There was a time when a divorce would disqualify someone from public office. Now people admit affairs and expect to stay in office. "It's just sex," said defenders of Bill Clinton. One might as well say, "it was just a gun" that killed my spouse. Adultery wounds in ways a bullet cannot. One can potentially heal from a bullet wound, but a shot to the soul and to the trust that must be central to any marriage is nearly impossible to repair. The wounded spouse always wonders, "Will he/she do it again?"
A relationship most promise to venerate "until death us do part" is damaged by adultery, whether it's a TV evangelist, a politician or a regular Joe who violates the marriage bed. In fact, we rarely even use the word "adultery" anymore because it sounds so, uh, biblical, and those teachings and commands long ago fell out of fashion, though they work for those who embrace them.
Any man who claims never to have had thoughts of straying is a liar. Any man who has sought the help of God and other men in helping him to honor his marriage promises to his wife and children is a hero, especially in today's morally exhausted culture.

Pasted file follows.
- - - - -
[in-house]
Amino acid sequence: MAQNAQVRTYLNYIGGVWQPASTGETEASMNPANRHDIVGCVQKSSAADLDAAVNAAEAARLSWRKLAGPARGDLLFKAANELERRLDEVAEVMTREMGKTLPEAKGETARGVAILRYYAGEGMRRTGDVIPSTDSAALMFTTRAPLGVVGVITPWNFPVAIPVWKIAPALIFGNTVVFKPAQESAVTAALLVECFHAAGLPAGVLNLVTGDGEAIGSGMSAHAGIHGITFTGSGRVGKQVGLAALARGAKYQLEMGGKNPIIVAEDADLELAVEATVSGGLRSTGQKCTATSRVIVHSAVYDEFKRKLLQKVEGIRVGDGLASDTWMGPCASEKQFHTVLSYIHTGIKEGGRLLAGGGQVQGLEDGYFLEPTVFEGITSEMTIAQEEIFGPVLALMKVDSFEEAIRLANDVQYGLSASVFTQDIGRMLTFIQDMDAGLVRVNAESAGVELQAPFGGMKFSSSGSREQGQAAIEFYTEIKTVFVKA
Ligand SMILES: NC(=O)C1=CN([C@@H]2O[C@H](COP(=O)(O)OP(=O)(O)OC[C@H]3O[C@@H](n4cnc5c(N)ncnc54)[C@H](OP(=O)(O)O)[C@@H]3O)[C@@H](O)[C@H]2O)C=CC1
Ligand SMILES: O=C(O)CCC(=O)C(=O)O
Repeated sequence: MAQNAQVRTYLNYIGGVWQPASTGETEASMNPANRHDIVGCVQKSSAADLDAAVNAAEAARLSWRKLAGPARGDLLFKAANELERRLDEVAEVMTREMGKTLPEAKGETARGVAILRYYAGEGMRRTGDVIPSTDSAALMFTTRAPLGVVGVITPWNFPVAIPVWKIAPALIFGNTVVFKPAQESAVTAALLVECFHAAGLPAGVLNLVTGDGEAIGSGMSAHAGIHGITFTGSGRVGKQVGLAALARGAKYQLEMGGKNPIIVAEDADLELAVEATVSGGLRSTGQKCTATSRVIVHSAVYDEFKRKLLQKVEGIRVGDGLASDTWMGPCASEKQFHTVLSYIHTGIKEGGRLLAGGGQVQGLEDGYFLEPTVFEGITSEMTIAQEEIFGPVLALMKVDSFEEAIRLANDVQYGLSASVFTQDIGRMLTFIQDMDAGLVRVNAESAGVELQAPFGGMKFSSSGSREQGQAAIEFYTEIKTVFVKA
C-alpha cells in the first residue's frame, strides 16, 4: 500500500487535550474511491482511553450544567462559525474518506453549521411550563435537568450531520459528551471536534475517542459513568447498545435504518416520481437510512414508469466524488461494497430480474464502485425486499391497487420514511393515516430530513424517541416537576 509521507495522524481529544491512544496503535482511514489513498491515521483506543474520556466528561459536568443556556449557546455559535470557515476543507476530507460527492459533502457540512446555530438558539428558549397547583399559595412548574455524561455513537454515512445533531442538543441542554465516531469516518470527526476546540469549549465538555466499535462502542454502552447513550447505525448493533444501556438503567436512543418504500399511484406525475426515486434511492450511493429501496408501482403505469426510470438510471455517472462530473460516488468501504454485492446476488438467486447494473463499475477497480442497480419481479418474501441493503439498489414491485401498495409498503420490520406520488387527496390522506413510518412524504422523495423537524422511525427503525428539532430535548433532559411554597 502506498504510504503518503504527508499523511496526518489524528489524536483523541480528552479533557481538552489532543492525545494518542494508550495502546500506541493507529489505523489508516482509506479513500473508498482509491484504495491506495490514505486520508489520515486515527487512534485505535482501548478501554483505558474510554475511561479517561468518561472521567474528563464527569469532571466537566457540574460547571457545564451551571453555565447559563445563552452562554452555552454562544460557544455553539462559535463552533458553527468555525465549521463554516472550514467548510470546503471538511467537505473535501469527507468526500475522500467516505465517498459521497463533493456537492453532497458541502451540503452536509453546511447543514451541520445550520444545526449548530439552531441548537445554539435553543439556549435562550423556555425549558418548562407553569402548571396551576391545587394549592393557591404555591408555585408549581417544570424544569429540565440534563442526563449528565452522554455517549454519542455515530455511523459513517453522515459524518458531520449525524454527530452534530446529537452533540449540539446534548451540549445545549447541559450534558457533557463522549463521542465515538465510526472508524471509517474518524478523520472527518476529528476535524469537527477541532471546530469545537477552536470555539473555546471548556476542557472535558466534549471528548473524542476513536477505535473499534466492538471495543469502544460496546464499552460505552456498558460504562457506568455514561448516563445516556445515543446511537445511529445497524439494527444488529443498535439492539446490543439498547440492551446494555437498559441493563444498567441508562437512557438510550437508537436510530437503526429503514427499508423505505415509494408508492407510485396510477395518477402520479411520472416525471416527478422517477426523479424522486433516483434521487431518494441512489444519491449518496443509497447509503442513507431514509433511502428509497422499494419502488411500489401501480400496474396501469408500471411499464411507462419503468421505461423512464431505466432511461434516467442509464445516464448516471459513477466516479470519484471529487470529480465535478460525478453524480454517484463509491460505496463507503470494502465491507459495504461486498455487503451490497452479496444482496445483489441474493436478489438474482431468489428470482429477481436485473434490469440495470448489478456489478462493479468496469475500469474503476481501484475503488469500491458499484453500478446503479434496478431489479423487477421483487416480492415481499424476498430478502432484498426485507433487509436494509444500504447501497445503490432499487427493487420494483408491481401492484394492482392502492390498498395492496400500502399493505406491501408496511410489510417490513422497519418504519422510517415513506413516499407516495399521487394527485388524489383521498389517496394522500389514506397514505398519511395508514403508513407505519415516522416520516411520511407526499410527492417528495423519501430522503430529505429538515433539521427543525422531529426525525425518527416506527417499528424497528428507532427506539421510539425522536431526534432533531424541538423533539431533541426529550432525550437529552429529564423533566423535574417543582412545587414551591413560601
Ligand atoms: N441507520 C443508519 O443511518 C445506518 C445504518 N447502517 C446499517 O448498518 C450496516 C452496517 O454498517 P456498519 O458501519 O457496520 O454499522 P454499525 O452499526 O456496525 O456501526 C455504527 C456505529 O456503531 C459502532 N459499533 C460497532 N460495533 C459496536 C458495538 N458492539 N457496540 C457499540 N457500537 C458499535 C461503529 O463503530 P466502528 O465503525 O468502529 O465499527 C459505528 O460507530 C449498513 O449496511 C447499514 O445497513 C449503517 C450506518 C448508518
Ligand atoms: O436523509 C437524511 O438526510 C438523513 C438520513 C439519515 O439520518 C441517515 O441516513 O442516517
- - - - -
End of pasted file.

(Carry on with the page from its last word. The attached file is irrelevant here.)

I miss Paul Harvey and his acknowledgement of those who had been married 50, 60, even 70 years. Those people are my role models. I'm sure they heard the voice, too, but they told it to get lost and it did. Pushing against weights builds up the body, pushing against the voice builds up the soul and improves a marriage. You can never take a marriage -- or the voice -- for granted; it's always on the prowl looking for new people to destroy.
Cal Thomas is co-author (with Bob Beckel) of the book, "Common Ground: How to Stop the Partisan War That is Destroying America".
TOWNHALL DAILY: Be the first to read Cal Thomas' column. Sign up today and receive Townhall.com daily lineup delivered each morning to your inbox.
10 Tips to Survive Today's College Campus, or: Everything You Need to Know About College Microaggressions | Larry Elder